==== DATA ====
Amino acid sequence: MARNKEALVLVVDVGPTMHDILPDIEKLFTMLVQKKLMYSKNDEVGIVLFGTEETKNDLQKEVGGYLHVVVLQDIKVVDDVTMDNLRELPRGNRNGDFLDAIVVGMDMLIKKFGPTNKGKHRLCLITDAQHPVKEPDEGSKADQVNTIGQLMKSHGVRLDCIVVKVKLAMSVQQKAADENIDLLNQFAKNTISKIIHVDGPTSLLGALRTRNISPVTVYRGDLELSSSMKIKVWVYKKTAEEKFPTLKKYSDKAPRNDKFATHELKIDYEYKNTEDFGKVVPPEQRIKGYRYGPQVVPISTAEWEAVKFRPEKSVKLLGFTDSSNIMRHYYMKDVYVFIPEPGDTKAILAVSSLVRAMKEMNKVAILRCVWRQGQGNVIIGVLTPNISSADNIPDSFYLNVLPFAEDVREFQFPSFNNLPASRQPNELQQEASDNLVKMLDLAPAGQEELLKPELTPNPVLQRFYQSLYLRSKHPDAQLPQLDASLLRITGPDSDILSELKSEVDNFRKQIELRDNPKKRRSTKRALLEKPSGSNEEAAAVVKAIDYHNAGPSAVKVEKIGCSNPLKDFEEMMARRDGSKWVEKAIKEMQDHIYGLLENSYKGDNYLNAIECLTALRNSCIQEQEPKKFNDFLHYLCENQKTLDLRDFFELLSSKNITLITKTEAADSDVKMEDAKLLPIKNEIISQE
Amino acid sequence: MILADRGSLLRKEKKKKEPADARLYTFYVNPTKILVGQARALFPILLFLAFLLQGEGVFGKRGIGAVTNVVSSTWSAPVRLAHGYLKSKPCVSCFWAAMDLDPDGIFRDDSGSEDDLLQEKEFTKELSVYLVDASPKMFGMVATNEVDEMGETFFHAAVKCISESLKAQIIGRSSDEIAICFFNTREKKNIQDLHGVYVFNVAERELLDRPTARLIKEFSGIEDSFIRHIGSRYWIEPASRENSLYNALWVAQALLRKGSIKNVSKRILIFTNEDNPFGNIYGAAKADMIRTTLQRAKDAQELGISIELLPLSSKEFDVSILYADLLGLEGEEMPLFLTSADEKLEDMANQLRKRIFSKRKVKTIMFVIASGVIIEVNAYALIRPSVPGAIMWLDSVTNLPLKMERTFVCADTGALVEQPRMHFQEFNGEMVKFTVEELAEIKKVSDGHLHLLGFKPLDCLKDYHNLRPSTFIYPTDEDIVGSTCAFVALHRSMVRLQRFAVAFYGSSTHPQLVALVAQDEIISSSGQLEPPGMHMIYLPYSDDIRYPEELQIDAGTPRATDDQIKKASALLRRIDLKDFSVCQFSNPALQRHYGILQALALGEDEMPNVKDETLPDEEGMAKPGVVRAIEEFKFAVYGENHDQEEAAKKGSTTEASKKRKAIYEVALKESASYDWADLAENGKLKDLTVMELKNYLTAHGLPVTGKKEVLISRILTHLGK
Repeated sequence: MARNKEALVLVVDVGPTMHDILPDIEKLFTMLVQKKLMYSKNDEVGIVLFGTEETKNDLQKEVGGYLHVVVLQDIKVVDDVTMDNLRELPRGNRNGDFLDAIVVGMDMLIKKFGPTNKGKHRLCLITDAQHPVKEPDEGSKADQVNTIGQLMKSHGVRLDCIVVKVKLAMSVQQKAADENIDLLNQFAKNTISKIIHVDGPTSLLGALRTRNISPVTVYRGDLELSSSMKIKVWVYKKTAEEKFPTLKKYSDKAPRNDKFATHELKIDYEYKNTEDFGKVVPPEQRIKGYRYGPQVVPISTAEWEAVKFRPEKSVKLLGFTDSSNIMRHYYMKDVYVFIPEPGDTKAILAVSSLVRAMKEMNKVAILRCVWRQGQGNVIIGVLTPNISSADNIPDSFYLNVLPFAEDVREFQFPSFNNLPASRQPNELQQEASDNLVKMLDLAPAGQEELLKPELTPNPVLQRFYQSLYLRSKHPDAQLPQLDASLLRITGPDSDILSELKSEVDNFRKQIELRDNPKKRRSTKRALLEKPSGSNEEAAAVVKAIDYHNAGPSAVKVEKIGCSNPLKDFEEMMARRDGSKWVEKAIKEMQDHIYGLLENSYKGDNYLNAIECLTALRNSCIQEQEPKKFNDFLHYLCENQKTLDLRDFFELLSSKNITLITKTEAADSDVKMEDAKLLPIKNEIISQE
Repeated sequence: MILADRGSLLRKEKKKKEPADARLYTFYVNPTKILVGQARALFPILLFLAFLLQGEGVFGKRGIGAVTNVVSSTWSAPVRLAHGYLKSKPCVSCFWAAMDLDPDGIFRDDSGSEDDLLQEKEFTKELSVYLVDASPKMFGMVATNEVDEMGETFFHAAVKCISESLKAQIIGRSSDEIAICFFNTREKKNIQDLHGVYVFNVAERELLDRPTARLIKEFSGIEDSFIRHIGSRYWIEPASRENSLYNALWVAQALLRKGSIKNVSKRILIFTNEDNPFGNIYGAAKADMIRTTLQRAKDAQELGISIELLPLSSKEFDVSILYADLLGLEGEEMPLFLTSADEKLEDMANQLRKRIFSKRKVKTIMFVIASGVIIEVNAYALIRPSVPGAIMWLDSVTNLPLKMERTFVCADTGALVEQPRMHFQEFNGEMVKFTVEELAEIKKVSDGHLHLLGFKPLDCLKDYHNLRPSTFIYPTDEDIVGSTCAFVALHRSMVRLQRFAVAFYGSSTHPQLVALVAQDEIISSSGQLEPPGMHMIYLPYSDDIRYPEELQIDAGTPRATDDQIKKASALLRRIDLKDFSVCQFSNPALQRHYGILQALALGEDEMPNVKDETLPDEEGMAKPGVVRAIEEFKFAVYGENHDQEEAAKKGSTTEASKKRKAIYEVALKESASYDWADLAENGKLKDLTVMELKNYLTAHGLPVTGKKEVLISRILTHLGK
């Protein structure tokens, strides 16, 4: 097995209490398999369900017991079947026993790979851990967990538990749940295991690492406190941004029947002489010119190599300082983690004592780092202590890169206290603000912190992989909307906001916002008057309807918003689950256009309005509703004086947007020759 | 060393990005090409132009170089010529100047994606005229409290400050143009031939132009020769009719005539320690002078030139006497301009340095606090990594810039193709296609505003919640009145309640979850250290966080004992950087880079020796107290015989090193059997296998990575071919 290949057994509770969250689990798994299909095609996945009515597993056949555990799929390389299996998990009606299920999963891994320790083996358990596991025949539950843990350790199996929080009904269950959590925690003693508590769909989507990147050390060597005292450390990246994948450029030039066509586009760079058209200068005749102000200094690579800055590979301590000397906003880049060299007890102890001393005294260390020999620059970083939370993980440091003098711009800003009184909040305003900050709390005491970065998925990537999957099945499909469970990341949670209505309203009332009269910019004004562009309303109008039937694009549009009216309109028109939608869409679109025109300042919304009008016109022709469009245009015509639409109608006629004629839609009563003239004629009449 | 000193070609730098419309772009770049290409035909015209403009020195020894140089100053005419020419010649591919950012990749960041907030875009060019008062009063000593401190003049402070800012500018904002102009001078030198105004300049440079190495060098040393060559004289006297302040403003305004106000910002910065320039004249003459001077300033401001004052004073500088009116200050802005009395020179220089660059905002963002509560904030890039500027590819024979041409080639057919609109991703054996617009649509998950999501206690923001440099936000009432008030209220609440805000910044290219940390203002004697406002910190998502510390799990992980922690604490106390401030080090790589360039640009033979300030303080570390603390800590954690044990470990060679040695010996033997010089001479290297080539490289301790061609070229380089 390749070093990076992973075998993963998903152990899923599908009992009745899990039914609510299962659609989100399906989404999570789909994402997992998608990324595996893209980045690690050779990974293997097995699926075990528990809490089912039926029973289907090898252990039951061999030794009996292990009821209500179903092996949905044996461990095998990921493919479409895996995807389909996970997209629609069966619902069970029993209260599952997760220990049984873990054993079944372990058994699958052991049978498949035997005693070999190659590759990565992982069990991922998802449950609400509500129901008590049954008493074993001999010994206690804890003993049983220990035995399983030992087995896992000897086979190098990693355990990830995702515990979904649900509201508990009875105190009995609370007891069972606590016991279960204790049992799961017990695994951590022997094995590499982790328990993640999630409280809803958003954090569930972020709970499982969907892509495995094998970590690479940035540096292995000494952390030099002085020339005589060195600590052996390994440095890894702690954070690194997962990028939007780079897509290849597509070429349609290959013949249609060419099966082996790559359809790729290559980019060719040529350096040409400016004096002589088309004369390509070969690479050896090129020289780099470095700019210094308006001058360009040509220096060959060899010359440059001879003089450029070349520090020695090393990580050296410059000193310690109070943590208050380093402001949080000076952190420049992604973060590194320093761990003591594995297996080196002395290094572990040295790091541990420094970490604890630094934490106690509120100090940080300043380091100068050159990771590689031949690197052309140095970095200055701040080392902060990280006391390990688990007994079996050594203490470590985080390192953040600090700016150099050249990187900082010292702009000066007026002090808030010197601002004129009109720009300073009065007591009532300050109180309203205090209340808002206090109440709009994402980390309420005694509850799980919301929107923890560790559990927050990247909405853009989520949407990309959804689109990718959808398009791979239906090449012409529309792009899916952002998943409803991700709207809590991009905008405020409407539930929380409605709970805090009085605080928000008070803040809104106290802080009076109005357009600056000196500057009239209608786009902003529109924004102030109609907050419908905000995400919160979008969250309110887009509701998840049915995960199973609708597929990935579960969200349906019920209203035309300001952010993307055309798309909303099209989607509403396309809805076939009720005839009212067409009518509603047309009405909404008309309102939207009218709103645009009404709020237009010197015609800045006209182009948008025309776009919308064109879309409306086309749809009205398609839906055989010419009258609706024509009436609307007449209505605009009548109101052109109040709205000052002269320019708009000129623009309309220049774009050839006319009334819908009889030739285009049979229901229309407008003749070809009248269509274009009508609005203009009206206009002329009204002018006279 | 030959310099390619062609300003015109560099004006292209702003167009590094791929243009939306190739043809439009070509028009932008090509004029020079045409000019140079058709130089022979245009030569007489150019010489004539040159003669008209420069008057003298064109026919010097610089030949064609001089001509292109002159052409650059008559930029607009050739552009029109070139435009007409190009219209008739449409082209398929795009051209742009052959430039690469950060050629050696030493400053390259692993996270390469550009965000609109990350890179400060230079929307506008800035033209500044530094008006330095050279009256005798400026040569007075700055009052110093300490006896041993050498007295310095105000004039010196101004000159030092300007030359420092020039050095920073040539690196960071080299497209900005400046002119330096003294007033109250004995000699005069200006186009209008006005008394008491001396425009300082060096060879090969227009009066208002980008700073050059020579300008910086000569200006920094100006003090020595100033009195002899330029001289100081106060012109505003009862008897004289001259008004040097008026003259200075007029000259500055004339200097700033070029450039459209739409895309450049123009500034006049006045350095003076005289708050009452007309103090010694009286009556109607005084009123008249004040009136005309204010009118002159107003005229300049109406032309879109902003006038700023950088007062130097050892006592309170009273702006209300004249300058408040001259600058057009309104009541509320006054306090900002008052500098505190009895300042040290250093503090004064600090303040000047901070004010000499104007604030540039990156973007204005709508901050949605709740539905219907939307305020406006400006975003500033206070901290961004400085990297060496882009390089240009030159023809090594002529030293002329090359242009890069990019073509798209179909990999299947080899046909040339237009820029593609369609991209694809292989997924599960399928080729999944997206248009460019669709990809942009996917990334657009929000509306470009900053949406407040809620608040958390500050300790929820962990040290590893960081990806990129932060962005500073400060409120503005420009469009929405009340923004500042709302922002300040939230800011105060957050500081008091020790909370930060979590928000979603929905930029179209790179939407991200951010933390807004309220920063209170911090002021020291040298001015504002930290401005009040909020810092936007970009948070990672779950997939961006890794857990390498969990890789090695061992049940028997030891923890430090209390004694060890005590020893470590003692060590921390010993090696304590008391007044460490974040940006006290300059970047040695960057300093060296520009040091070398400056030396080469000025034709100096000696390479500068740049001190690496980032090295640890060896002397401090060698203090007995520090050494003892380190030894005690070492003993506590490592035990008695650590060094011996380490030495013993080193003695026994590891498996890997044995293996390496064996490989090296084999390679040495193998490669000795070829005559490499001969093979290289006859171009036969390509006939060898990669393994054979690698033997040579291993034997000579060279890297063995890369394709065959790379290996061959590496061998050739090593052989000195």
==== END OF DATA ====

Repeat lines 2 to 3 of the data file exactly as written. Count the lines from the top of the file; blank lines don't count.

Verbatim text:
Amino acid sequence: MILADRGSLLRKEKKKKEPADARLYTFYVNPTKILVGQARALFPILLFLAFLLQGEGVFGKRGIGAVTNVVSSTWSAPVRLAHGYLKSKPCVSCFWAAMDLDPDGIFRDDSGSEDDLLQEKEFTKELSVYLVDASPKMFGMVATNEVDEMGETFFHAAVKCISESLKAQIIGRSSDEIAICFFNTREKKNIQDLHGVYVFNVAERELLDRPTARLIKEFSGIEDSFIRHIGSRYWIEPASRENSLYNALWVAQALLRKGSIKNVSKRILIFTNEDNPFGNIYGAAKADMIRTTLQRAKDAQELGISIELLPLSSKEFDVSILYADLLGLEGEEMPLFLTSADEKLEDMANQLRKRIFSKRKVKTIMFVIASGVIIEVNAYALIRPSVPGAIMWLDSVTNLPLKMERTFVCADTGALVEQPRMHFQEFNGEMVKFTVEELAEIKKVSDGHLHLLGFKPLDCLKDYHNLRPSTFIYPTDEDIVGSTCAFVALHRSMVRLQRFAVAFYGSSTHPQLVALVAQDEIISSSGQLEPPGMHMIYLPYSDDIRYPEELQIDAGTPRATDDQIKKASALLRRIDLKDFSVCQFSNPALQRHYGILQALALGEDEMPNVKDETLPDEEGMAKPGVVRAIEEFKFAVYGENHDQEEAAKKGSTTEASKKRKAIYEVALKESASYDWADLAENGKLKDLTVMELKNYLTAHGLPVTGKKEVLISRILTHLGK
Repeated sequence: MARNKEALVLVVDVGPTMHDILPDIEKLFTMLVQKKLMYSKNDEVGIVLFGTEETKNDLQKEVGGYLHVVVLQDIKVVDDVTMDNLRELPRGNRNGDFLDAIVVGMDMLIKKFGPTNKGKHRLCLITDAQHPVKEPDEGSKADQVNTIGQLMKSHGVRLDCIVVKVKLAMSVQQKAADENIDLLNQFAKNTISKIIHVDGPTSLLGALRTRNISPVTVYRGDLELSSSMKIKVWVYKKTAEEKFPTLKKYSDKAPRNDKFATHELKIDYEYKNTEDFGKVVPPEQRIKGYRYGPQVVPISTAEWEAVKFRPEKSVKLLGFTDSSNIMRHYYMKDVYVFIPEPGDTKAILAVSSLVRAMKEMNKVAILRCVWRQGQGNVIIGVLTPNISSADNIPDSFYLNVLPFAEDVREFQFPSFNNLPASRQPNELQQEASDNLVKMLDLAPAGQEELLKPELTPNPVLQRFYQSLYLRSKHPDAQLPQLDASLLRITGPDSDILSELKSEVDNFRKQIELRDNPKKRRSTKRALLEKPSGSNEEAAAVVKAIDYHNAGPSAVKVEKIGCSNPLKDFEEMMARRDGSKWVEKAIKEMQDHIYGLLENSYKGDNYLNAIECLTALRNSCIQEQEPKKFNDFLHYLCENQKTLDLRDFFELLSSKNITLITKTEAADSDVKMEDAKLLPIKNEIISQE